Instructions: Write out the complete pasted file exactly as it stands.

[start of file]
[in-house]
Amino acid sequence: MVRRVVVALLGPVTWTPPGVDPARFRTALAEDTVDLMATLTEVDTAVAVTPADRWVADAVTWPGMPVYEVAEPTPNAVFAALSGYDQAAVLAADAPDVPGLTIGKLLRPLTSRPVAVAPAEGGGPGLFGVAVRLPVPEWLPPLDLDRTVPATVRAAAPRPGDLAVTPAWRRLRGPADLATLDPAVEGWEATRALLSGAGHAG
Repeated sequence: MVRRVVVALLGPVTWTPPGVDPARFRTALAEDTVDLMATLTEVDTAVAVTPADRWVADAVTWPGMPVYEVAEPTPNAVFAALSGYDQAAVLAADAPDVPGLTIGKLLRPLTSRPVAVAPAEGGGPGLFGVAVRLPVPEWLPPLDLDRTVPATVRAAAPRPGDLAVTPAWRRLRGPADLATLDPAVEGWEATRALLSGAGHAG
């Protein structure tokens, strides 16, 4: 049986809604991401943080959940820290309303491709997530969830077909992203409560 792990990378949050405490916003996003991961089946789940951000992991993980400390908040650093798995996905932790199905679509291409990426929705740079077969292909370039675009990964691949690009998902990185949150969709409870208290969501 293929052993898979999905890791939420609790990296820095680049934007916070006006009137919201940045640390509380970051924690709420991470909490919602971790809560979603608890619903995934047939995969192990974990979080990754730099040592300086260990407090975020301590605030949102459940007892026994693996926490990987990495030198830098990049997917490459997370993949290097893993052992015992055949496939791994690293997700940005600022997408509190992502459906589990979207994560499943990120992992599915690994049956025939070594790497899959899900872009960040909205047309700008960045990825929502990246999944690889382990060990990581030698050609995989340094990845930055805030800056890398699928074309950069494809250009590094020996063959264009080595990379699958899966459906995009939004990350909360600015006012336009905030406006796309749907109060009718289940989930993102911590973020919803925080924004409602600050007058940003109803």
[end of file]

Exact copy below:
[in-house]
Amino acid sequence: MVRRVVVALLGPVTWTPPGVDPARFRTALAEDTVDLMATLTEVDTAVAVTPADRWVADAVTWPGMPVYEVAEPTPNAVFAALSGYDQAAVLAADAPDVPGLTIGKLLRPLTSRPVAVAPAEGGGPGLFGVAVRLPVPEWLPPLDLDRTVPATVRAAAPRPGDLAVTPAWRRLRGPADLATLDPAVEGWEATRALLSGAGHAG
Repeated sequence: MVRRVVVALLGPVTWTPPGVDPARFRTALAEDTVDLMATLTEVDTAVAVTPADRWVADAVTWPGMPVYEVAEPTPNAVFAALSGYDQAAVLAADAPDVPGLTIGKLLRPLTSRPVAVAPAEGGGPGLFGVAVRLPVPEWLPPLDLDRTVPATVRAAAPRPGDLAVTPAWRRLRGPADLATLDPAVEGWEATRALLSGAGHAG
């Protein structure tokens, strides 16, 4: 049986809604991401943080959940820290309303491709997530969830077909992203409560 792990990378949050405490916003996003991961089946789940951000992991993980400390908040650093798995996905932790199905679509291409990426929705740079077969292909370039675009990964691949690009998902990185949150969709409870208290969501 293929052993898979999905890791939420609790990296820095680049934007916070006006009137919201940045640390509380970051924690709420991470909490919602971790809560979603608890619903995934047939995969192990974990979080990754730099040592300086260990407090975020301590605030949102459940007892026994693996926490990987990495030198830098990049997917490459997370993949290097893993052992015992055949496939791994690293997700940005600022997408509190992502459906589990979207994560499943990120992992599915690994049956025939070594790497899959899900872009960040909205047309700008960045990825929502990246999944690889382990060990990581030698050609995989340094990845930055805030800056890398699928074309950069494809250009590094020996063959264009080595990379699958899966459906995009939004990350909360600015006012336009905030406006796309749907109060009718289940989930993102911590973020919803925080924004409602600050007058940003109803």